Youth Drug Use on Decline, Most Media Fail to Notice

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One of the two annual major drug use surveys in the US released its results this week, coinciding with National Recovery Month, according to the news release from the Substance Abuse and Mental Health Services Administration. The National Survey on Drug Use and Health contains a wealth of information and is hard to boil down, but there are some number that seem salient.

One of them is that current marijuana use by adults (past 30 days) has increased from 5.8% of the population in 2007 to 7.3% in 2012, or 18.9 million current users. However, current marijuana use among youths aged 12 to 17 decreased slightly from 2011 to 2012, 7.9% down to 7.2%, although it's up slightly from 2006 and 2007 (6.7% in both years), but in turn down from 2002 (8.2%). It doesn't look like teen marijuana use is going up generally, and it may be going down, but data like this is usually complicated.

Another is that heroin use has been going up, 373,000 past-year users in 2007 vs. 669,000 in 2012. But cocaine and methamphetamine use have dropped significantly during the same timeframe, while nonmedical use of prescription drugs has stayed about constant.

The other major annual drug use survey, Monitoring the Future, has a category that I believe is useful, "Illicit Drugs Other Than Marijuana." NSDUH doesn't seem to provide a breakdown on that. MTF has found that while use of any given illicit drug besides marijuana varies, the percentage using some illicit drug besides marijuana is roughly constant over time.

Also, drug use by older people (the "baby boomers") is way up relative to a decade ago, though still only about 7%.

How did the mainstream media do? Mixed. A number of outlets highlighted the increase in drug use by older persons, and I certainly agree that's a key finding. But most major outlets focused on the increase in marijuana use overall, while failing to note the decrease in teen marijuana use, including TimeCNN, US News and World Report, USA Today and Fox News. In the (quick and incomplete) look at Google News links that I took, only ABC noted that youth illicit drug use had dropped even as overall illicit use had increased.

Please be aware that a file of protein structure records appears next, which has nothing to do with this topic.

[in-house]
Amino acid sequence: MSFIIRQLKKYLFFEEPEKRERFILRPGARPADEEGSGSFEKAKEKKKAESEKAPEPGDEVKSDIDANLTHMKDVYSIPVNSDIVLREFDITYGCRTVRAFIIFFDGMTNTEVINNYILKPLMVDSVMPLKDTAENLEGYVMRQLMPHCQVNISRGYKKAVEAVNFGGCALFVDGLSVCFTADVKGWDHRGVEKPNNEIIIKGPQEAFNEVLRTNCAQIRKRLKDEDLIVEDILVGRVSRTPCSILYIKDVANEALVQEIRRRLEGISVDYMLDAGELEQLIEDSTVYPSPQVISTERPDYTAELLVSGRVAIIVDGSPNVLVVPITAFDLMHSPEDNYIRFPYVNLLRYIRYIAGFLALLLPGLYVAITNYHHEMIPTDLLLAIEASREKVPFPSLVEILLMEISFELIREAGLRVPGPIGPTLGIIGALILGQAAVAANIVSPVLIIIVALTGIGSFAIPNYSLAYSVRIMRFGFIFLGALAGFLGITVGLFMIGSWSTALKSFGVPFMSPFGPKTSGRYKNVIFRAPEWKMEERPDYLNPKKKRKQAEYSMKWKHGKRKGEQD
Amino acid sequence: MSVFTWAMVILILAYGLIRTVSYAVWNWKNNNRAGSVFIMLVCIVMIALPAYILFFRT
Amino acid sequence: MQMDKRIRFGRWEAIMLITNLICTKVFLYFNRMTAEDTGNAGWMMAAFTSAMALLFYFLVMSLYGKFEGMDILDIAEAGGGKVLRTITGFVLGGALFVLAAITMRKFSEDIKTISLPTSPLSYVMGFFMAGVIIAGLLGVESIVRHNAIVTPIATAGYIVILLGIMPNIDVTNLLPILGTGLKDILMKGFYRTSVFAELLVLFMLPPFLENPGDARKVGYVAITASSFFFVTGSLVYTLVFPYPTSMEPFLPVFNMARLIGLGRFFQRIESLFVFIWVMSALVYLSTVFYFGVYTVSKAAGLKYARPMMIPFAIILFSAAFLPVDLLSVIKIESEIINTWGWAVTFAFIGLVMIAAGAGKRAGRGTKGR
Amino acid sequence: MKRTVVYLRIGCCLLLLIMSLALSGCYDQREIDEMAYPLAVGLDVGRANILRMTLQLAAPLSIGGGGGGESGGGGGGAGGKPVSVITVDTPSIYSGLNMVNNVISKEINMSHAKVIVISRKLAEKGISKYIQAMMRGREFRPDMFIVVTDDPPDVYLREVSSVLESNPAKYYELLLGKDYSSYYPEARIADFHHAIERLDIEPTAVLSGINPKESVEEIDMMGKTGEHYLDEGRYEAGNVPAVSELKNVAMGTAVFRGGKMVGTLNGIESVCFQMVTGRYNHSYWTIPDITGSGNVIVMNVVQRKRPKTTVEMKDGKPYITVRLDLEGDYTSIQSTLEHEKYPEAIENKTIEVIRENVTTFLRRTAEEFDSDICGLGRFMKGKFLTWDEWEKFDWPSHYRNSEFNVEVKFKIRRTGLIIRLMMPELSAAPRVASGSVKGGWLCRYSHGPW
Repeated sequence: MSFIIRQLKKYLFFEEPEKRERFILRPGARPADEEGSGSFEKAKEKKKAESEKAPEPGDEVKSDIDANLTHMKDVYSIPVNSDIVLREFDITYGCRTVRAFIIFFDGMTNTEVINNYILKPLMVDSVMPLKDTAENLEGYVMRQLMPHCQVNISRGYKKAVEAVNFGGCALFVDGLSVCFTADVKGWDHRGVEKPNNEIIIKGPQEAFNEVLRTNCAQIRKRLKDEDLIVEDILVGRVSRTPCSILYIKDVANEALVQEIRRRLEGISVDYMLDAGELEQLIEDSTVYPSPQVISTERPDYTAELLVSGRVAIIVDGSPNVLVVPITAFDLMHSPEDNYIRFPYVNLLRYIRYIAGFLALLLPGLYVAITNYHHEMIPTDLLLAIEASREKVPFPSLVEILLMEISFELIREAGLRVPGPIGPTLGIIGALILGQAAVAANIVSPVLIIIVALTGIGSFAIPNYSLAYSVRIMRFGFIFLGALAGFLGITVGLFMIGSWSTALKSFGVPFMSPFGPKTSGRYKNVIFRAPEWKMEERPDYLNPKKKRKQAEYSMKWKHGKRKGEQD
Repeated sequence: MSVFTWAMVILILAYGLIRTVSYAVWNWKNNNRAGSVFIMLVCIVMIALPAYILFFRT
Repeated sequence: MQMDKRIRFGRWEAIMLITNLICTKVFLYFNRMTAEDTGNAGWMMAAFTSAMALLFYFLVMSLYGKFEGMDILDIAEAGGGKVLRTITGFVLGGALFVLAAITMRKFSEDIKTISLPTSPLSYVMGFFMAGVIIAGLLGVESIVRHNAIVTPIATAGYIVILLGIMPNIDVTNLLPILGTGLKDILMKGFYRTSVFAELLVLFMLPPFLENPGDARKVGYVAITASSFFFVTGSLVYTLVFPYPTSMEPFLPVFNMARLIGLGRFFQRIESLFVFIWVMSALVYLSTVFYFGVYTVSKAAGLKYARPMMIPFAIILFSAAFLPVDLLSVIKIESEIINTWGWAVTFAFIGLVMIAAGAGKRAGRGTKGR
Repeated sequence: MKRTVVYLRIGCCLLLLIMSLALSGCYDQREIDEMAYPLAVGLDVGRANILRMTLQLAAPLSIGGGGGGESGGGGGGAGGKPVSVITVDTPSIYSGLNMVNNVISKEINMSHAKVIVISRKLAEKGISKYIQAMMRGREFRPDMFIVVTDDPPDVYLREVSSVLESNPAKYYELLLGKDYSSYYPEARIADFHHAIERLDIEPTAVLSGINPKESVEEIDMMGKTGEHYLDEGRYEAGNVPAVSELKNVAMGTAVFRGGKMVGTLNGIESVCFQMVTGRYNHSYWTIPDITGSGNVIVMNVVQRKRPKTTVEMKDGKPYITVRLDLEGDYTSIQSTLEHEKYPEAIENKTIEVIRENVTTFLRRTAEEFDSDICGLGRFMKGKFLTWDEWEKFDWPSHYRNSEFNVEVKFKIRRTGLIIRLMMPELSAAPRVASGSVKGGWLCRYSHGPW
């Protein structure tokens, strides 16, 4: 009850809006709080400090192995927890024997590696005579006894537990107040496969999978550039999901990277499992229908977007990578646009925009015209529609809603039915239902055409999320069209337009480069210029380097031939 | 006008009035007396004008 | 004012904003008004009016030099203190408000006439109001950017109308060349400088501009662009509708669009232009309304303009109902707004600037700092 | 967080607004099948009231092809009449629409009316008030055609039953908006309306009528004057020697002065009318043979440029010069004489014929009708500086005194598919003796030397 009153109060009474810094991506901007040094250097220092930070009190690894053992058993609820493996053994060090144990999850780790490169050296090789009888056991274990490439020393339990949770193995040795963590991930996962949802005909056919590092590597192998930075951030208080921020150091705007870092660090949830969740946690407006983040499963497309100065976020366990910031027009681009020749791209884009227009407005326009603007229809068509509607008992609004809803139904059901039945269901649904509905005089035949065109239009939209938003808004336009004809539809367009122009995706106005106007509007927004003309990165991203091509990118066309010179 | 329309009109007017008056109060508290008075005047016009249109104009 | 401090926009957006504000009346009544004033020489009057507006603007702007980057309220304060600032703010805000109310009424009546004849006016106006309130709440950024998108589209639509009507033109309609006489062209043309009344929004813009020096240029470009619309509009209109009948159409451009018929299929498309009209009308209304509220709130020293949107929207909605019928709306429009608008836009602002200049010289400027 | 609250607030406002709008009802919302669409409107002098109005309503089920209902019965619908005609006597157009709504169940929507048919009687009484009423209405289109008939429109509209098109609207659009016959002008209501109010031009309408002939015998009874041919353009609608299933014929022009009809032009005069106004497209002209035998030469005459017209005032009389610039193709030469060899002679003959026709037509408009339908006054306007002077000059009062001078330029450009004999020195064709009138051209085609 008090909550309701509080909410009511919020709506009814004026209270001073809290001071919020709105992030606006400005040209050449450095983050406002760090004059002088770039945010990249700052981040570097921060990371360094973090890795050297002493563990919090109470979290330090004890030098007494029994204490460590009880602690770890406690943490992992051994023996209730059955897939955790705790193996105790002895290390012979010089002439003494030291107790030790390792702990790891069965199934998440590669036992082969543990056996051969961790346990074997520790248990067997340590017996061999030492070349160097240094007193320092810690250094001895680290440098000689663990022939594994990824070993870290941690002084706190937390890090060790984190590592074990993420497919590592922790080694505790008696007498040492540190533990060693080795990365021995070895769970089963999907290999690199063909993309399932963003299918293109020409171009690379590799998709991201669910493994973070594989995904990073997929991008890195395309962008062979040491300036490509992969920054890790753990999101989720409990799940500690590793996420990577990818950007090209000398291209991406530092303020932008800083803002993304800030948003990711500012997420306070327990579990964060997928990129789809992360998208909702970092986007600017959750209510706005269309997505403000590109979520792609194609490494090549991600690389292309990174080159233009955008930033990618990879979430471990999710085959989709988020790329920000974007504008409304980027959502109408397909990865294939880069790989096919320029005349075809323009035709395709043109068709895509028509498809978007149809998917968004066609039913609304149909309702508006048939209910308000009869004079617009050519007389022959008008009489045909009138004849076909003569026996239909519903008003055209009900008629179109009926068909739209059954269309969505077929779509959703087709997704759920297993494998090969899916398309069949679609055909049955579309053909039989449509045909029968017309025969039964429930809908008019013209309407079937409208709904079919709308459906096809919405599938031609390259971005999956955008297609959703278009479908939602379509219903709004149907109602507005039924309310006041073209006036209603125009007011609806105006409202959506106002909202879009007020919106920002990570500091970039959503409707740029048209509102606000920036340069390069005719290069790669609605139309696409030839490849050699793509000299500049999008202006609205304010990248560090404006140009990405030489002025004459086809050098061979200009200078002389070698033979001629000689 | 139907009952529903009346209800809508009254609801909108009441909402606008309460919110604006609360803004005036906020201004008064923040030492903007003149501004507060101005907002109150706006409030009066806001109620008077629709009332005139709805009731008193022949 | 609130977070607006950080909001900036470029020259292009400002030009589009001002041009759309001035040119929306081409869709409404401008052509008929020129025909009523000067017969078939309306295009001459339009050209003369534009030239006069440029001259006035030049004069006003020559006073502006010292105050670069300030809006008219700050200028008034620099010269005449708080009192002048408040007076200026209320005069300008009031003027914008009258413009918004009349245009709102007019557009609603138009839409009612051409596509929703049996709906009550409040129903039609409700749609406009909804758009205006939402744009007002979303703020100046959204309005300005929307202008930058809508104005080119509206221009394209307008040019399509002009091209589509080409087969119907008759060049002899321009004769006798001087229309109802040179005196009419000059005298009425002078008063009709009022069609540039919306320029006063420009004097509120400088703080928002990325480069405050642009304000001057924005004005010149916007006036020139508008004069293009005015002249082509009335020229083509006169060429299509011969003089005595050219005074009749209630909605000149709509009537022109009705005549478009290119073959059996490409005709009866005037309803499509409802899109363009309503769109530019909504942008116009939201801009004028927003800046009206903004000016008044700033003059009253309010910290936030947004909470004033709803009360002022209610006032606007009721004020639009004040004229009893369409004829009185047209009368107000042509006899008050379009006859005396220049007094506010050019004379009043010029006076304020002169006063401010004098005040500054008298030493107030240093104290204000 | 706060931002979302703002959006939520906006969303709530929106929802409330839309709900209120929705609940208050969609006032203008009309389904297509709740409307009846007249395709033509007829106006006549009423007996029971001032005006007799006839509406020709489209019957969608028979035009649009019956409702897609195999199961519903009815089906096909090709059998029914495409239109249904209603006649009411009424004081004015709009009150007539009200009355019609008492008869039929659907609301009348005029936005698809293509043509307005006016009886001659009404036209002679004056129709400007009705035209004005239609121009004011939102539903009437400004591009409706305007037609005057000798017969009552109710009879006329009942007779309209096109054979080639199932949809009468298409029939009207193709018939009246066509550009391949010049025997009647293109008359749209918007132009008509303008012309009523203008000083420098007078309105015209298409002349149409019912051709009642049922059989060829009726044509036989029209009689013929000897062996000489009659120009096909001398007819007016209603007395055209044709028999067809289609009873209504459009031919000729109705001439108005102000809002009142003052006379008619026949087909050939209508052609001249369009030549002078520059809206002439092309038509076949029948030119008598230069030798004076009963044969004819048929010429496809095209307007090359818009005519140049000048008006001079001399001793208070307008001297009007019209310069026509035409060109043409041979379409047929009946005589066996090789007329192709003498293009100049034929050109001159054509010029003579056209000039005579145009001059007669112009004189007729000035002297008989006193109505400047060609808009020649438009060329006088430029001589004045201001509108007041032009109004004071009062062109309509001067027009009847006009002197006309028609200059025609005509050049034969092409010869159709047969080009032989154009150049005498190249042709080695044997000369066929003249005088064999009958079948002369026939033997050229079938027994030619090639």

I think it's a significant "fail" that most major media did not note that, given the importance place that youth drug use naturally holds in these concerns. Overall, though, the media did not "freak out" over the drug use stats, and that's a good thing.

I've only taken a fairly quick look at the new numbers. We'd welcome any insights readers have on this topic -- even if you think I'm wrong -- post to the comments below, or email us your thoughts or links to your own analyses.

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State stats.

It would be really interesting to see how these stats break down state by state.

How do the figures correlate to states that have tolerated marijuana use?

How does alcohol use correlate to marijuana use?

Are people drinking less as they smoke more?

I'd also like to see stats on crime, gang violence, domestic violence, mental illness, suicides, cancer, car accidents and for whatever else marijuana was blamed for; by state so reformed states can be compared to prohibition states. 

It's almost a year since Washington and Colorado legalized, surely someone must be collecting comprehensive data on the most original experiment on the planet. Has the sky fallen in or is it just another sunny day?

numbers

It says heroin use is up and then claims373 thousand in the past year but669 in 2012?I thought 2012 was the past year?Whatever,thats a huge jump,almost double.Heroin use has historically been at .05 %to 1%.That should peak out at 330thousand.If it was actually up to 669 thou that would be 2%.Actually,660 thou is 2%.That's historically unprecedented.The last time heroin was high it was at 1.5% during the vietnam war.Now it's above that?I wonder if the influx of very good Afghan heroin is the cause.Is air america back in business?Should I be back in business?Tough times to be an unemployed heroin dealer.

The Flower That Was Banned

The Flower That Was Banned [Marijuana Prohibition].

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